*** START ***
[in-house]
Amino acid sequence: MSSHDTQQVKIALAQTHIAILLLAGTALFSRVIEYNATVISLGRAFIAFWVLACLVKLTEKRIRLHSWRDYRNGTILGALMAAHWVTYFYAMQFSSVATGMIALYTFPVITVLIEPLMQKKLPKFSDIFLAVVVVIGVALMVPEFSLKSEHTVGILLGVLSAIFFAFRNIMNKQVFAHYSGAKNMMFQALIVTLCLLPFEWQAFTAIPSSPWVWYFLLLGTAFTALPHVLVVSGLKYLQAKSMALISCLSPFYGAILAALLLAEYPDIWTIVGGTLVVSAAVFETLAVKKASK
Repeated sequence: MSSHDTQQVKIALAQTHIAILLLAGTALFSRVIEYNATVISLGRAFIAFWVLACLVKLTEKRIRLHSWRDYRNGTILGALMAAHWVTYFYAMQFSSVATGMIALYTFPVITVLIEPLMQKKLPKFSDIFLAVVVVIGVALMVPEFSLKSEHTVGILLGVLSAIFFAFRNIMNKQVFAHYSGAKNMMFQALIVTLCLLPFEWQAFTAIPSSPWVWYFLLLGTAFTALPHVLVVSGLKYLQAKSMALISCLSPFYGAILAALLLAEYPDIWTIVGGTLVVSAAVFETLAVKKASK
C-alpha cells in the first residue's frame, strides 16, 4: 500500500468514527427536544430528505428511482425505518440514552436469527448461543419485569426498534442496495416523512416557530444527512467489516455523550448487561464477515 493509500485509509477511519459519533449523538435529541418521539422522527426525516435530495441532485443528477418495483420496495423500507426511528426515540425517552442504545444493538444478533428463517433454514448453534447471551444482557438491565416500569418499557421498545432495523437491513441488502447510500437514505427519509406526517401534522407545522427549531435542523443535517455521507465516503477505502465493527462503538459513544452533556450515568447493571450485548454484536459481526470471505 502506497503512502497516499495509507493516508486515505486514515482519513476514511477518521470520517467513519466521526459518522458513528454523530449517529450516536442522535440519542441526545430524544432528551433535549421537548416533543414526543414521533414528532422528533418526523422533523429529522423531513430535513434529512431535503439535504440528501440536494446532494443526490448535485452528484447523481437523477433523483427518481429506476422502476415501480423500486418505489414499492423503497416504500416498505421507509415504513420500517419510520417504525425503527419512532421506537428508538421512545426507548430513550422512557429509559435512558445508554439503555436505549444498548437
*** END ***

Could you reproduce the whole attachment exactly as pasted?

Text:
[in-house]
Amino acid sequence: MSSHDTQQVKIALAQTHIAILLLAGTALFSRVIEYNATVISLGRAFIAFWVLACLVKLTEKRIRLHSWRDYRNGTILGALMAAHWVTYFYAMQFSSVATGMIALYTFPVITVLIEPLMQKKLPKFSDIFLAVVVVIGVALMVPEFSLKSEHTVGILLGVLSAIFFAFRNIMNKQVFAHYSGAKNMMFQALIVTLCLLPFEWQAFTAIPSSPWVWYFLLLGTAFTALPHVLVVSGLKYLQAKSMALISCLSPFYGAILAALLLAEYPDIWTIVGGTLVVSAAVFETLAVKKASK
Repeated sequence: MSSHDTQQVKIALAQTHIAILLLAGTALFSRVIEYNATVISLGRAFIAFWVLACLVKLTEKRIRLHSWRDYRNGTILGALMAAHWVTYFYAMQFSSVATGMIALYTFPVITVLIEPLMQKKLPKFSDIFLAVVVVIGVALMVPEFSLKSEHTVGILLGVLSAIFFAFRNIMNKQVFAHYSGAKNMMFQALIVTLCLLPFEWQAFTAIPSSPWVWYFLLLGTAFTALPHVLVVSGLKYLQAKSMALISCLSPFYGAILAALLLAEYPDIWTIVGGTLVVSAAVFETLAVKKASK
C-alpha cells in the first residue's frame, strides 16, 4: 500500500468514527427536544430528505428511482425505518440514552436469527448461543419485569426498534442496495416523512416557530444527512467489516455523550448487561464477515 493509500485509509477511519459519533449523538435529541418521539422522527426525516435530495441532485443528477418495483420496495423500507426511528426515540425517552442504545444493538444478533428463517433454514448453534447471551444482557438491565416500569418499557421498545432495523437491513441488502447510500437514505427519509406526517401534522407545522427549531435542523443535517455521507465516503477505502465493527462503538459513544452533556450515568447493571450485548454484536459481526470471505 502506497503512502497516499495509507493516508486515505486514515482519513476514511477518521470520517467513519466521526459518522458513528454523530449517529450516536442522535440519542441526545430524544432528551433535549421537548416533543414526543414521533414528532422528533418526523422533523429529522423531513430535513434529512431535503439535504440528501440536494446532494443526490448535485452528484447523481437523477433523483427518481429506476422502476415501480423500486418505489414499492423503497416504500416498505421507509415504513420500517419510520417504525425503527419512532421506537428508538421512545426507548430513550422512557429509559435512558445508554439503555436505549444498548437